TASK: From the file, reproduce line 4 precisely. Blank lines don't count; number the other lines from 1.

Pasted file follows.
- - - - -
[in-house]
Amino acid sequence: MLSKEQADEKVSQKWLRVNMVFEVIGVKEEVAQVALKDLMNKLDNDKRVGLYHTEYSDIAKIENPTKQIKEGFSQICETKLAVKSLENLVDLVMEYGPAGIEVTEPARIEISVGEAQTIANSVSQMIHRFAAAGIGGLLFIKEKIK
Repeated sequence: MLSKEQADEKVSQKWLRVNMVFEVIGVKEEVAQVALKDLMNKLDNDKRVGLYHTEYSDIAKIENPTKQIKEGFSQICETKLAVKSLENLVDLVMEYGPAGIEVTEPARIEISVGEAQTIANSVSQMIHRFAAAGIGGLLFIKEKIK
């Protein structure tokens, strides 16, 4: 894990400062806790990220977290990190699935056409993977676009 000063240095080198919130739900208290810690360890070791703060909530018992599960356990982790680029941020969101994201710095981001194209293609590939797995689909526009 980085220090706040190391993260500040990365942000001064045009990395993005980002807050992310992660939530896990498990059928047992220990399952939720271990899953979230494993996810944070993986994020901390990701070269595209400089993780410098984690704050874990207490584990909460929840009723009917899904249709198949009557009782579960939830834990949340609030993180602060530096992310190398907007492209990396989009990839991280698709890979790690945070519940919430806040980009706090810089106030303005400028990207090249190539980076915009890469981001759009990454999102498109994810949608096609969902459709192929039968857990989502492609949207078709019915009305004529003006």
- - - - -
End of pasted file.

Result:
């Protein structure tokens, strides 16, 4: 894990400062806790990220977290990190699935056409993977676009 000063240095080198919130739900208290810690360890070791703060909530018992599960356990982790680029941020969101994201710095981001194209293609590939797995689909526009 980085220090706040190391993260500040990365942000001064045009990395993005980002807050992310992660939530896990498990059928047992220990399952939720271990899953979230494993996810944070993986994020901390990701070269595209400089993780410098984690704050874990207490584990909460929840009723009917899904249709198949009557009782579960939830834990949340609030993180602060530096992310190398907007492209990396989009990839991280698709890979790690945070519940919430806040980009706090810089106030303005400028990207090249190539980076915009890469981001759009990454999102498109994810949608096609969902459709192929039968857990989502492609949207078709019915009305004529003006």